Levels of plasticisers in Australian packaged foods meet international safety standards: FSANZ survey

By Gary Scattergood

- Last updated on GMT

The findings mean that FSANZ will no longer press ahead with a planned packaging proposal. ©iStock
The findings mean that FSANZ will no longer press ahead with a planned packaging proposal. ©iStock
A new survey undertaken by the Australian and New Zealand food regulator found that levels of plasticisers in food products are generally low and below internationally recognised safe levels.

The Survey of Plasticisers in Australian Foods investigated the levels of seven plasticisers used in packaging materials across 65 food and beverage items.

They were:

  • di(2-ethylhexyl) phthalate (DEHP)
  • diisononyl phthalate (DINP)
  • butyl benzyl phthalate (BBP)
  • dibutyl phthalate (DBP)
  • diisodecyl phthalate (DIDP)
  • the adipate plasticiser; di(2-ethylhexyl) adipate (DEHA)
  • the citrate plasticiser; acetyltributylcitrate (ATBC).

The regulator said that over the past ten years, there has been increased international scrutiny regarding food packaging chemicals and potential adverse effects on human health. However, they found no for cause concern in the products tested,

The report, published by Food Standards Australia and New Zealand (FSANZ) stated: “These substances have been associated with plastic, paper and cardboard food packaging as well as food grade adhesives and sealants. The survey looked at 65 different packaged foods and beverages that represent typical consumption patterns for Australian consumers.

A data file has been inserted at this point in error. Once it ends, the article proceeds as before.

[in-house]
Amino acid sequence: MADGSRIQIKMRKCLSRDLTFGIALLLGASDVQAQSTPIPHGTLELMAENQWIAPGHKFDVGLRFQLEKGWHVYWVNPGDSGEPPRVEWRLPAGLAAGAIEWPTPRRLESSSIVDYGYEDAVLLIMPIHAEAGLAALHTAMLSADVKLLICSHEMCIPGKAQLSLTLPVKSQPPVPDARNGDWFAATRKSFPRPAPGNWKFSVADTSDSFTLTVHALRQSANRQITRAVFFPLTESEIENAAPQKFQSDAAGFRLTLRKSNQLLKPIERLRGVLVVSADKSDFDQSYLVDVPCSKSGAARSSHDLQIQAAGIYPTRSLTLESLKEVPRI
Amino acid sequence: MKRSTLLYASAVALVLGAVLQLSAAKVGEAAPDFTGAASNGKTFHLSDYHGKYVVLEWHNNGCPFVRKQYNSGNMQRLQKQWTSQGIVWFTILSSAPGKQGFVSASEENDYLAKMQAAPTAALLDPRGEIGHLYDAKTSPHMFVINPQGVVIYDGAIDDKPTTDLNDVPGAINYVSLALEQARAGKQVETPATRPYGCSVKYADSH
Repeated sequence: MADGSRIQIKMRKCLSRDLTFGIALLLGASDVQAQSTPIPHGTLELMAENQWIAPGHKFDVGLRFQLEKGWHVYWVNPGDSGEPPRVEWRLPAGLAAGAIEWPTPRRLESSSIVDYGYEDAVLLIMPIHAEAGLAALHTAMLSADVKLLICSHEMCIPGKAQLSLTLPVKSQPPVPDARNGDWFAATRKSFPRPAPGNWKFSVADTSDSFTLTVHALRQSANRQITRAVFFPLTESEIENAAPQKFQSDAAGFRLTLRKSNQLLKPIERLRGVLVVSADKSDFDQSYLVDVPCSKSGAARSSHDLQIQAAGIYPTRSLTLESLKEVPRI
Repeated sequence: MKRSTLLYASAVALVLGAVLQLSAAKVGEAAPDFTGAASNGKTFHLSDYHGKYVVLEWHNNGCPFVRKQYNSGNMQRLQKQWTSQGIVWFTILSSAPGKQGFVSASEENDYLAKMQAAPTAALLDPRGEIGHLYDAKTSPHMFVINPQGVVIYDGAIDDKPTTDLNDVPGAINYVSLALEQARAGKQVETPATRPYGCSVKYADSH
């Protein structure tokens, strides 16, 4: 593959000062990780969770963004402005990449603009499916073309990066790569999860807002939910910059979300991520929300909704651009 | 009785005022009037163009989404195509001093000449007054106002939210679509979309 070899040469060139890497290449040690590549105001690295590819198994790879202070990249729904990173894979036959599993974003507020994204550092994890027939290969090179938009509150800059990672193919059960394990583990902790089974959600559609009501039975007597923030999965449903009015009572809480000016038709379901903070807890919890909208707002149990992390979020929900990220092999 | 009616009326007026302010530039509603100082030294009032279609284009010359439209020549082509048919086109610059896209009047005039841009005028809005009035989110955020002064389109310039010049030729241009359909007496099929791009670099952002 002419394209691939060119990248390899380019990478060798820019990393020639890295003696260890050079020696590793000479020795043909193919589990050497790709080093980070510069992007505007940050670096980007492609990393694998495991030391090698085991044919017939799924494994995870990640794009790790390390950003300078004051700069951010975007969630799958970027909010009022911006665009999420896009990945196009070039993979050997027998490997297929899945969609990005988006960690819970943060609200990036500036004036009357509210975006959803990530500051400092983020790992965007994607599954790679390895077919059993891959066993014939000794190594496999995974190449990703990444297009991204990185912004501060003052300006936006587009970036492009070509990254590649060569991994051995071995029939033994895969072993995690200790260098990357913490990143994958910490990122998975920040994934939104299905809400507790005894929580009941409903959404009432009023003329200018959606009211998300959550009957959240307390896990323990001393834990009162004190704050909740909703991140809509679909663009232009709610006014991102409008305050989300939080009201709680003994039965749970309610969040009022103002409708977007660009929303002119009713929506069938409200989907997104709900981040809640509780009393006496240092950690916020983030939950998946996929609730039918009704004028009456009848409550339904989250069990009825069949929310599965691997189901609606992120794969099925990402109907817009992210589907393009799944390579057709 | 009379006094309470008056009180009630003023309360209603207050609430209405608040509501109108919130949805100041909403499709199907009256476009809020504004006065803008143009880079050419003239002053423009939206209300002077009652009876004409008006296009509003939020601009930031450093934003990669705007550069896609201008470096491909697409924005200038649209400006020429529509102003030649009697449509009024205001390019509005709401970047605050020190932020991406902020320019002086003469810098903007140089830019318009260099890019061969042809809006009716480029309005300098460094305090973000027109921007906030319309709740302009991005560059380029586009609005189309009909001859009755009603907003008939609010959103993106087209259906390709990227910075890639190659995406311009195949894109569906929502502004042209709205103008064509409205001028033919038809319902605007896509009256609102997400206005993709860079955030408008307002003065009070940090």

“The survey results indicate that the levels of these seven plasticisers in Australian foods are generally low. Estimated dietary exposure for Australian consumers was below internationally recognised safe levels. No public health and safety concerns were identified for the Australian population.”

The findings mean that FSANZ will no longer press ahead with packaging proposal (P1034), which considered several options in managing the risks associated with potential migration of substances found in food contact materials.

“In short, development of a food regulatory measure was not recommended for the following reasons,” added the regulator.

“The risk assessment concluded that exposures to most chemicals used to produce food packaging are low and unlikely to pose a public health and safety concern.  Stakeholder consultation confirmed that industry has sufficient control measures in place."

Furthermore, it added: “Residual risk can be addressed adequately by measures other than a food regulatory measure.”

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